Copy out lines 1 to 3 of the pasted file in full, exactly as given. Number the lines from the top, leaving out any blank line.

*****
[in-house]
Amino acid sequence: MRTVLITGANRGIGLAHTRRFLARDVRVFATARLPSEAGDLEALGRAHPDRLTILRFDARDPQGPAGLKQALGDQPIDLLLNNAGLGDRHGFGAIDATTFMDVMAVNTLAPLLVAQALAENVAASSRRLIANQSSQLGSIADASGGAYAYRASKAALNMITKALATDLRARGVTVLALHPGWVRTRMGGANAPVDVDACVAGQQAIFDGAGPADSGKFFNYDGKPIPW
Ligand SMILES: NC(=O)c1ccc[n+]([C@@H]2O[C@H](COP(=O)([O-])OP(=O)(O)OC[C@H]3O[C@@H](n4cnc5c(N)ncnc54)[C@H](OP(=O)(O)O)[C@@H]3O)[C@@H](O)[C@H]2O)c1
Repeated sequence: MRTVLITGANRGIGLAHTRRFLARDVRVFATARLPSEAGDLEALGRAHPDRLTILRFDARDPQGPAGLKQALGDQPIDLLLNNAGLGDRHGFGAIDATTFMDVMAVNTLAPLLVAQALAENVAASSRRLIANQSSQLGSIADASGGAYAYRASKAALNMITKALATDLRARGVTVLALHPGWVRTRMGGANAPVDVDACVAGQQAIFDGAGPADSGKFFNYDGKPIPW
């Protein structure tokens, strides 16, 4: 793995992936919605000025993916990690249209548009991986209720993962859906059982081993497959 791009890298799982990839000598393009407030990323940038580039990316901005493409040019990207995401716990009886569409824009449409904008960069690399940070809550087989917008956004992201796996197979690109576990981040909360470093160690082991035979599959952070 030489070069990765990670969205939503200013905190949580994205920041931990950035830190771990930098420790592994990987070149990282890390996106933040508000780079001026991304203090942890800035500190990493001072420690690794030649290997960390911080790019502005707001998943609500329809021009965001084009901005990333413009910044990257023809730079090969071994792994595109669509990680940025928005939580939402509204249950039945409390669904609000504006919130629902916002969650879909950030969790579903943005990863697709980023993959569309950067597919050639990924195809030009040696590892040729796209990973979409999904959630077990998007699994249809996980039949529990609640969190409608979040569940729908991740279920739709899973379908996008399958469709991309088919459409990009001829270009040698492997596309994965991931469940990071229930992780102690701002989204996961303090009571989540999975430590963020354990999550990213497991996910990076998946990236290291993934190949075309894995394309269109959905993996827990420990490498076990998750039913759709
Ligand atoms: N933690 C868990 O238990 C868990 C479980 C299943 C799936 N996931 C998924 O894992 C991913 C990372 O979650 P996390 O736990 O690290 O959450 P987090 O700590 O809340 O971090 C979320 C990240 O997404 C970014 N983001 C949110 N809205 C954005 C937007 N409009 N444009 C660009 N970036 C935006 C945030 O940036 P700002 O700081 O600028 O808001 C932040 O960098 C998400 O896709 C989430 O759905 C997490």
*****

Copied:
[in-house]
Amino acid sequence: MRTVLITGANRGIGLAHTRRFLARDVRVFATARLPSEAGDLEALGRAHPDRLTILRFDARDPQGPAGLKQALGDQPIDLLLNNAGLGDRHGFGAIDATTFMDVMAVNTLAPLLVAQALAENVAASSRRLIANQSSQLGSIADASGGAYAYRASKAALNMITKALATDLRARGVTVLALHPGWVRTRMGGANAPVDVDACVAGQQAIFDGAGPADSGKFFNYDGKPIPW
Ligand SMILES: NC(=O)c1ccc[n+]([C@@H]2O[C@H](COP(=O)([O-])OP(=O)(O)OC[C@H]3O[C@@H](n4cnc5c(N)ncnc54)[C@H](OP(=O)(O)O)[C@@H]3O)[C@@H](O)[C@H]2O)c1